NRMA Western NSW director Graham Blight has said he was very disturbed at the state of the Newell Highway, after surveying the Highway from Coonabarabran to Moree last Thursday.
This leg was part of a wider tour of Mr Blight's western region, looking at the condition of arterial and local roads.
"This tour is about confirming the information we are getting that the roads in regional areas are in desperate need of maintenance," Mr Blight said. “Every council is under-funded and
main arterial roads such as the Newell Highway are deteriorating rapidly due to, in part, the recent wet weather but mainly because of heavy traffic and freight trains."
Mr Blight met with Moree Plains Shire Council deputy mayor Sue Price, general manager David Aber and director of engineering Ian Dinham to discuss his findings.
He pointed out that a common thread between rural councils was a severe lack of funding for repair of the vital roads system.
"When it comes to the maintenance of roads the common thing I'm hearing is that it is tough."
Mr Aber agreed, saying "in one word - impossible".
"We have an $8 million shortfall in the roads budget, so now we're seeing a $90 to $100 million backlog of works," he said.
Councillor Price said the local roads desperately needed repairing in order to allow for agricultural freight.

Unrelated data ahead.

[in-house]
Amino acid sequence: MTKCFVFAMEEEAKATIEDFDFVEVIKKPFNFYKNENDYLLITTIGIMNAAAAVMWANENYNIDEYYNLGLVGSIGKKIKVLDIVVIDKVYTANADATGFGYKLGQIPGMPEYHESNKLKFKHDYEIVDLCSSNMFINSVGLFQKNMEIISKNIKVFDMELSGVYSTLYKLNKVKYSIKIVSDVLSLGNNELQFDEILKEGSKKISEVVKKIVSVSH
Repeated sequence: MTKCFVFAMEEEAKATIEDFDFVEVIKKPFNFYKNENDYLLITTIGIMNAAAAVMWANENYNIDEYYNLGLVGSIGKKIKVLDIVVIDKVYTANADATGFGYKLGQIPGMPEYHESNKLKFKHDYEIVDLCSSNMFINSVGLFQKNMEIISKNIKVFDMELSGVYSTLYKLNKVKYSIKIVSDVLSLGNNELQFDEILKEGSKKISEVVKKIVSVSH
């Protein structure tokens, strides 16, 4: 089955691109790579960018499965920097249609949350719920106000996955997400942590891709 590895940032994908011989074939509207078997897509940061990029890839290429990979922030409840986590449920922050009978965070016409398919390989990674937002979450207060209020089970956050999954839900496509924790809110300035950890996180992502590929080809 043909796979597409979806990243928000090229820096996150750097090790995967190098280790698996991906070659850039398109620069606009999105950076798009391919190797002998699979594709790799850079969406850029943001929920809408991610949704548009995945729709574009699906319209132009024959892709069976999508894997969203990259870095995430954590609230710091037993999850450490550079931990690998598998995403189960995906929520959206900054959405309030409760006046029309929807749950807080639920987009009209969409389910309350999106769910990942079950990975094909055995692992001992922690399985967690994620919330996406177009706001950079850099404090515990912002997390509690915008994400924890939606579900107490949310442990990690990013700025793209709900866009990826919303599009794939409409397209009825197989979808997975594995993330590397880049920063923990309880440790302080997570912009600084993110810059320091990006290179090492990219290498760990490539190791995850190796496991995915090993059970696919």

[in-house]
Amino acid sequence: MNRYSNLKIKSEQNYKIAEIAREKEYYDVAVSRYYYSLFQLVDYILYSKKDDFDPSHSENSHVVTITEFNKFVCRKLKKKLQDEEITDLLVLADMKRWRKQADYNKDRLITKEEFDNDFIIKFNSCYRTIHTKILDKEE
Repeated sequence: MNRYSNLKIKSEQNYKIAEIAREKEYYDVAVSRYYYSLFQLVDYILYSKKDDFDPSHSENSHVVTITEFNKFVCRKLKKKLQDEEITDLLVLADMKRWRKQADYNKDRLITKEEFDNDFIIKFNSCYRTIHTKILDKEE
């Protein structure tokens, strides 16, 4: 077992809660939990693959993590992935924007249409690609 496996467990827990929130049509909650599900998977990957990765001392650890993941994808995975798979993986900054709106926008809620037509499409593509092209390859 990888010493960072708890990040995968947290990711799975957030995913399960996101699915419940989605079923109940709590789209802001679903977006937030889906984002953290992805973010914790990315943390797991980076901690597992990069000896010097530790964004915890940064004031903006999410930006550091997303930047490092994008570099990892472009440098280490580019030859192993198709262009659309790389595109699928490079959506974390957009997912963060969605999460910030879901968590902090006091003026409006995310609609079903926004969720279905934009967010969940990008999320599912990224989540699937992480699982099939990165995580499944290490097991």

"Our farmers are being more and more productive ... the limiting factor is the roads network and the freight. Farmers have to pay more for truck drivers who don't want to drive on the damaged roads so the whole of Australia will end up paying extra for produce as a result."
Mr Blight said the issue of road funding was becoming a 'desperate' situation.
"The question that everybody is asking is what can we do about it and where do we find the money to do it?"
He suggested that councils and motorists needed to band together to demand that the fuel excise tax was being spent on improving roads.
"We already have a fuel excise tax at 38 cents per litre and that tax was started many years ago to build roads. Only eight cents of this 38 cents is now spent on roads nationally from the Federal Government.
"The motorists, which are the highest taxed group in Australia are putting up to have the roads fixed - and so we want our money back."